Swimming Through The Night With Vampires

Swimming Through The Night With Vampires

Courtesy of WOWSA, Huntington Beach, California.

Photos and videos emerging from Lake Champlain in New York [see here] show periods of glassy, tranquil waters intermixed with slightly more turbulent conditions on Day 1 for Sarah Thomas‘ unprecedented 104.6-mile (168.3 km) course on an island loop route.

While the conditions appear between acceptable to ideal for the first solo current-neutral Century Swim in history, Thomas may encounter sea lamphreys, eel-shaped jawless parasitic fish with a skeleton made of cartilage.

The lamphreys feed using their small sharp teeth and a file-like tongue that attach to fish, puncture its skin, and drain its body of blood and fluids.

If a lamphrey or group of lamphreys attached (attacked?) themselves to Thomas, it would certainly be a surprise, but humans can easily wipe or pull the lamphrey off their skin.

The thought of something latching itself onto to a swimmer has got to be spooky, especially at night.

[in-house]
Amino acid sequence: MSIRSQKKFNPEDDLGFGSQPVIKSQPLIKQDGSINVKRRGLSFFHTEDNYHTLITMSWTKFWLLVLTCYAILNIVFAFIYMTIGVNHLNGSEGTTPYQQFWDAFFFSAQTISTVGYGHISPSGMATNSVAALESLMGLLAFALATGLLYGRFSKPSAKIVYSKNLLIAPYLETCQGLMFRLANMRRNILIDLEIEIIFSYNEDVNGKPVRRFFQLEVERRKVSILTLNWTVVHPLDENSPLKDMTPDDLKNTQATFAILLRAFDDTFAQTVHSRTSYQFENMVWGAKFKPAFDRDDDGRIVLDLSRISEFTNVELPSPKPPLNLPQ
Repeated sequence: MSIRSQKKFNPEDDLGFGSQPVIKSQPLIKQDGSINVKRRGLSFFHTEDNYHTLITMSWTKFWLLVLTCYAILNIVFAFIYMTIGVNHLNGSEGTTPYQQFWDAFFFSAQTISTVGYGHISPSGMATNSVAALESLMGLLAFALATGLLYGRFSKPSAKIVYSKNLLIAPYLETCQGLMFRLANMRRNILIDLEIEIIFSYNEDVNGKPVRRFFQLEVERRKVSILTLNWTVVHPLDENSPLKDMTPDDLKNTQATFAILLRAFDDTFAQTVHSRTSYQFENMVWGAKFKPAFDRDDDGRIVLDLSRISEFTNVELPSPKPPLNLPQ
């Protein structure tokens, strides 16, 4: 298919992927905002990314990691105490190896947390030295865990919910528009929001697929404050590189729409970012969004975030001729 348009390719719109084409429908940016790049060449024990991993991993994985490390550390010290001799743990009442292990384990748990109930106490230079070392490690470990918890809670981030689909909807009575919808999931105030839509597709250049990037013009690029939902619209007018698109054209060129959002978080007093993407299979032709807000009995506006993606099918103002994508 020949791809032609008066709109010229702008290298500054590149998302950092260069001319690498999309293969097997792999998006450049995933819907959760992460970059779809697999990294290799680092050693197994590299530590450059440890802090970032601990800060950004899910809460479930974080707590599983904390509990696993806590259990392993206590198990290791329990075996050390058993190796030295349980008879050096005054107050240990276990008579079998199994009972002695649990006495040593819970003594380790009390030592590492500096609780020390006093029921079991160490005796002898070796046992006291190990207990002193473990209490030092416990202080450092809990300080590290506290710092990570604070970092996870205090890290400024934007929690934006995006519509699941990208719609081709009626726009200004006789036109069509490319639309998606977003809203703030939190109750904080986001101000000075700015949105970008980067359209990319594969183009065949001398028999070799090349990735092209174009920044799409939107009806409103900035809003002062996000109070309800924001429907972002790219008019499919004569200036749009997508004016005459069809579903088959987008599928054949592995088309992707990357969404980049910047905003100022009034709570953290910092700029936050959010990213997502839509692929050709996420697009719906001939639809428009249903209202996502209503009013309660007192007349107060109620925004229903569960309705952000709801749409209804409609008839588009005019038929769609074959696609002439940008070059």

But Thomas has swum over 27 straight hours and 76.7 km (47.6 miles) on Day 1 since Monday morning and apparently without any significant problems – or running into the vampire fish of Lake Champlain.

Her support team of 13 protecting her includes observers Evan Morrison and Elaine Howley, husband Ryan Willis, mother Becky, sister Melody, cousin Alex, kayaker Scott Olson, photographer Ken Classen, pilot Phil White, navigators Andrew Malinak and Craig Lenning, and chief encouragement officer Cathy Delneo, and researcher and course coordinator Karl Kingery.

Follow her course here. For updates, photos and videos, visit here.

Additional articles on her swim include History’s First Current-Neutral 100-Mile Swim, Dramatic Data On Sarah Thomas’ Century Swim, Sarah Thomas’ Beamonesque Century Swim, and Supporting And Crewing On Sarah Thomas’ Century Swim.

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Steven Munatones